A pour over will is an estate planning tool used in conjunction with a trust. Creating a trust to hold an individual’s assets for distribution after death has many advantages, including tax advantages. Depending on their circumstances, some people choose not to transfer all of their property into their trust, and many people simply forget to transfer newly acquired assets into the trust. A pour over will transfers, or “pours,” any property belonging to an individual at the time of his death into his existing trust. To explore this concept, consider the following pour over will definition.
Definition of Pour Over Will
- A will that decrees that all assets belonging to the Testator transfer into his or her trust immediately upon death.
What is a Pour Over Will
A pour over will is a will that requires the maker (the “Testator”) to first create a trust and appoint a trustee to handle all or some of the maker’s assets after death. Rather than listing the individual’s assets, and specifying to whom each is to be given, the will simply states that all of the assets in the Testator’s estate at the time of his death transfers immediately into the trust.
In the times of English common law, such a pour over will was considered invalid, as it allowed the Testator to alter disposition of assets through the trust, without adhering to laws governing changes to a will. In modern times, probate laws recognize the need for individuals to have greater control over how their assets are managed and distributed. Most people who create a trust prefer not to transfer ownership of all assets into the trust. This is especially true when the individual needs to maintain liquidity of certain assets, or simply for the sake of convenience.
A pour over will, or pour over clause in a will, specifies that all property and financial assets owned by the individual transfer to the trust, and the control of the Trustee. Assets transferred under a pour over will are still subject to probate, however, unlike the assets already in the trust at the time of the individual’s death.
Advantages of a Pour Over Will
There are a number of reasons it is a good idea to have a will that does nothing but transfer assets into a trust. These include:
- Ease of Management – ensuring the entire estate is controlled by a single document makes wrapping up the estate much easier.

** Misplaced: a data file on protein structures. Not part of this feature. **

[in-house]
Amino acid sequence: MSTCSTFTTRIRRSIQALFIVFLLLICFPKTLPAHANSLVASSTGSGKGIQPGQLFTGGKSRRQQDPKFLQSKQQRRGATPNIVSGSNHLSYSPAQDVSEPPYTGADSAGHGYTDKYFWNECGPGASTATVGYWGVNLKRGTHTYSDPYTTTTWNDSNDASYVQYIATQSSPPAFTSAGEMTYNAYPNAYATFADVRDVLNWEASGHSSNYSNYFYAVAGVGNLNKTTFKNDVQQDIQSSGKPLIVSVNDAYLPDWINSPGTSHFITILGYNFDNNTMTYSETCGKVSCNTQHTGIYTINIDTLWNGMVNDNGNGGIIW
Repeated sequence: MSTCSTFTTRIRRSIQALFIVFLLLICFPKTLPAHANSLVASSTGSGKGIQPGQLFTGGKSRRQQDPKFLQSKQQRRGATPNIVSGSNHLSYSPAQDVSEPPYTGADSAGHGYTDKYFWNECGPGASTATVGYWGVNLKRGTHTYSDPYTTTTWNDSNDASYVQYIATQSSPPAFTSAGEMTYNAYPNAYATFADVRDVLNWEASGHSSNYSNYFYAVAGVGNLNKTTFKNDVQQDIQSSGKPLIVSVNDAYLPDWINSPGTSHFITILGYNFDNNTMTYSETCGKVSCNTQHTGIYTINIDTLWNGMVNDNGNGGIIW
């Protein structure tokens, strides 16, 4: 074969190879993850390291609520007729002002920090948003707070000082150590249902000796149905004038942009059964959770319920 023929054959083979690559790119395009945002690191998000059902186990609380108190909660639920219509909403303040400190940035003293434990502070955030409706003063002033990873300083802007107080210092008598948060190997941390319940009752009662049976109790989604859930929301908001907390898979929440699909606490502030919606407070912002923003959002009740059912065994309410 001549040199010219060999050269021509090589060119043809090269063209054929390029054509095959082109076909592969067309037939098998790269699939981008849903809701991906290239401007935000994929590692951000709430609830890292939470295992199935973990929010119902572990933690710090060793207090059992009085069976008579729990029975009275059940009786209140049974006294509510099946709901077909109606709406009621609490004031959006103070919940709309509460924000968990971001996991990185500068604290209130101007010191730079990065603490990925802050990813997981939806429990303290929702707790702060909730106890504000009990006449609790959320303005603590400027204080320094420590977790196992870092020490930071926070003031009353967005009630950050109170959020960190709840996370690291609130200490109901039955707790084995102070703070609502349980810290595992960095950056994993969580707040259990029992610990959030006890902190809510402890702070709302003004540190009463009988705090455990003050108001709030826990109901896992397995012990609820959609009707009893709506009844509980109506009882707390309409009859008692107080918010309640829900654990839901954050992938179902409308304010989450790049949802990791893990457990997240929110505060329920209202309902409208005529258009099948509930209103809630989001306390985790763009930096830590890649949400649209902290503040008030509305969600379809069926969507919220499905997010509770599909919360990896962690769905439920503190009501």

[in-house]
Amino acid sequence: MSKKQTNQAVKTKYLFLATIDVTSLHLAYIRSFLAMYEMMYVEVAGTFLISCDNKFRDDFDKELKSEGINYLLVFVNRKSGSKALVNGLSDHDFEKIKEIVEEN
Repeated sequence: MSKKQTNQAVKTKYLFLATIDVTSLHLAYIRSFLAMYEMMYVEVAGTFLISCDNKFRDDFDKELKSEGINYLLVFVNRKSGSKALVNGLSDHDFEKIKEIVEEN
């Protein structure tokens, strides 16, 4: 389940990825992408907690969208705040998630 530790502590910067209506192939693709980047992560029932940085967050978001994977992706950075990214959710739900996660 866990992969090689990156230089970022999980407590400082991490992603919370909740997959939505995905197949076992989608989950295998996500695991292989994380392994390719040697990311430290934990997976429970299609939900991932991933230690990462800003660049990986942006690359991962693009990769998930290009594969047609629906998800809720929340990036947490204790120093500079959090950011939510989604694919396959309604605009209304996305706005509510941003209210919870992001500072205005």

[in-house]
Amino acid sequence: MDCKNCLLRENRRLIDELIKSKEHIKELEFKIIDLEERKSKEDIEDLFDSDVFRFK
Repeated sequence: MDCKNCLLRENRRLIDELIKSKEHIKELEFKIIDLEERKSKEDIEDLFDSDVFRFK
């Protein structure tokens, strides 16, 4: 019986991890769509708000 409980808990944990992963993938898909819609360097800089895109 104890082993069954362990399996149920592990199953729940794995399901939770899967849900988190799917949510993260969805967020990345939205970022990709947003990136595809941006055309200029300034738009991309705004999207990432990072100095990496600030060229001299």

- Ensuring Completeness – ensuring all assets, including those left out for the sake of simplicity, and those left out simply because they were forgotten, are placed in the trust, ensures the individual’s wishes are carried out.
- Privacy – ensuring details of the individual’s estate are kept private, as trusts are not a matter of public record, as are wills.
As an example of the privacy concern, when pop star Michael Jackson’s will was entered into probate, the press and other people flocked to the courthouse to find out to whom he left his estate. These nosy people learned nothing, however, as Jackson had created a pour over will transferring all of his assets into a previously created trust.
Disadvantages of a Pour Over Will
The primary disadvantage of a pour over will is that, like all wills, they must go through the probate process. This means that, while assets already in the trust can be distributed immediately, any assets passing through the will to the trust must be probated, which can take time. In most cases, however, not too many assets are left to be transferred through the will to the trust. If the individual has been diligent in funding his trust, mostly small and less valuable assets are left to pass through the will. In some states, if the value of the assets passing through the will is low enough, there are abbreviated probate procedures available.
Pour Over Will Form
Individuals may obtain a pour over will form from an estate planning attorney, some office supply stores, wealth advisors, and online. As laws regarding required language in different types of wills vary by state, it is a good idea to obtain a pour over will form for the state in which the individual lives. While many people hire an attorney to aid in preparing their estate planning documents, it is possible for someone to create their own will using a pour over will form. The following pour over will sample is not specific to any state, but may provide a guideline to the basic format of such a will:
Pour-Over Last Will and Testament of [insert name of Testator]
I, [insert name of testator], of [insert testator’s address], County of [insert county], state of [insert state], declare this to be my Last Will and Testament.
I hereby revoke all previous wills and codicils.